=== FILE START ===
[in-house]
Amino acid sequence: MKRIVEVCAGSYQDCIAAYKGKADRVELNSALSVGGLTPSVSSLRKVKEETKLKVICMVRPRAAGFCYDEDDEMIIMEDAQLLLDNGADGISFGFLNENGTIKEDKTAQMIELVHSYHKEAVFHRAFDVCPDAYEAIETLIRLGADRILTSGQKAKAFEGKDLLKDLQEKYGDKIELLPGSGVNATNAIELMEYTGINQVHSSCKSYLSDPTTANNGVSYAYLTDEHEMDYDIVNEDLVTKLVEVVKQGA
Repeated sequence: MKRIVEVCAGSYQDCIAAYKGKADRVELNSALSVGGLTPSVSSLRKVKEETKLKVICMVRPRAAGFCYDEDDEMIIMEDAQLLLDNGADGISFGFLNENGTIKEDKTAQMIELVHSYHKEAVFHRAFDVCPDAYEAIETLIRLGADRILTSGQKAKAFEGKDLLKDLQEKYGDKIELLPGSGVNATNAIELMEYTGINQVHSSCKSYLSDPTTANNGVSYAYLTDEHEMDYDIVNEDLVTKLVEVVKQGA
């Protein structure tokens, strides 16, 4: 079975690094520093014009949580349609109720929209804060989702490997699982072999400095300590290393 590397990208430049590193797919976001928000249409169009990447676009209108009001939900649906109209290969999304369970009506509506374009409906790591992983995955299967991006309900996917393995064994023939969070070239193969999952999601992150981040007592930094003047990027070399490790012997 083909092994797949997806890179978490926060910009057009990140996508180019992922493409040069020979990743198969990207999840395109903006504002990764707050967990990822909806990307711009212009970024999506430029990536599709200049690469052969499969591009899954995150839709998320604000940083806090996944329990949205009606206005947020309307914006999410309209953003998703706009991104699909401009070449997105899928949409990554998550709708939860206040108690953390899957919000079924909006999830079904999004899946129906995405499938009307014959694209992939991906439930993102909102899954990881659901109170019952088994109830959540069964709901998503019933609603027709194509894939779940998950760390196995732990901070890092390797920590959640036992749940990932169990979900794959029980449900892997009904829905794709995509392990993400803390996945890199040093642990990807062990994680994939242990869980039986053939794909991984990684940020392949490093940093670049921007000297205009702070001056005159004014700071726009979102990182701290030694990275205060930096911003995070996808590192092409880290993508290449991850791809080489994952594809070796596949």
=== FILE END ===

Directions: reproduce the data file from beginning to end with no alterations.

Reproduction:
[in-house]
Amino acid sequence: MKRIVEVCAGSYQDCIAAYKGKADRVELNSALSVGGLTPSVSSLRKVKEETKLKVICMVRPRAAGFCYDEDDEMIIMEDAQLLLDNGADGISFGFLNENGTIKEDKTAQMIELVHSYHKEAVFHRAFDVCPDAYEAIETLIRLGADRILTSGQKAKAFEGKDLLKDLQEKYGDKIELLPGSGVNATNAIELMEYTGINQVHSSCKSYLSDPTTANNGVSYAYLTDEHEMDYDIVNEDLVTKLVEVVKQGA
Repeated sequence: MKRIVEVCAGSYQDCIAAYKGKADRVELNSALSVGGLTPSVSSLRKVKEETKLKVICMVRPRAAGFCYDEDDEMIIMEDAQLLLDNGADGISFGFLNENGTIKEDKTAQMIELVHSYHKEAVFHRAFDVCPDAYEAIETLIRLGADRILTSGQKAKAFEGKDLLKDLQEKYGDKIELLPGSGVNATNAIELMEYTGINQVHSSCKSYLSDPTTANNGVSYAYLTDEHEMDYDIVNEDLVTKLVEVVKQGA
């Protein structure tokens, strides 16, 4: 079975690094520093014009949580349609109720929209804060989702490997699982072999400095300590290393 590397990208430049590193797919976001928000249409169009990447676009209108009001939900649906109209290969999304369970009506509506374009409906790591992983995955299967991006309900996917393995064994023939969070070239193969999952999601992150981040007592930094003047990027070399490790012997 083909092994797949997806890179978490926060910009057009990140996508180019992922493409040069020979990743198969990207999840395109903006504002990764707050967990990822909806990307711009212009970024999506430029990536599709200049690469052969499969591009899954995150839709998320604000940083806090996944329990949205009606206005947020309307914006999410309209953003998703706009991104699909401009070449997105899928949409990554998550709708939860206040108690953390899957919000079924909006999830079904999004899946129906995405499938009307014959694209992939991906439930993102909102899954990881659901109170019952088994109830959540069964709901998503019933609603027709194509894939779940998950760390196995732990901070890092390797920590959640036992749940990932169990979900794959029980449900892997009904829905794709995509392990993400803390996945890199040093642990990807062990994680994939242990869980039986053939794909991984990684940020392949490093940093670049921007000297205009702070001056005159004014700071726009979102990182701290030694990275205060930096911003995070996808590192092409880290993508290449991850791809080489994952594809070796596949």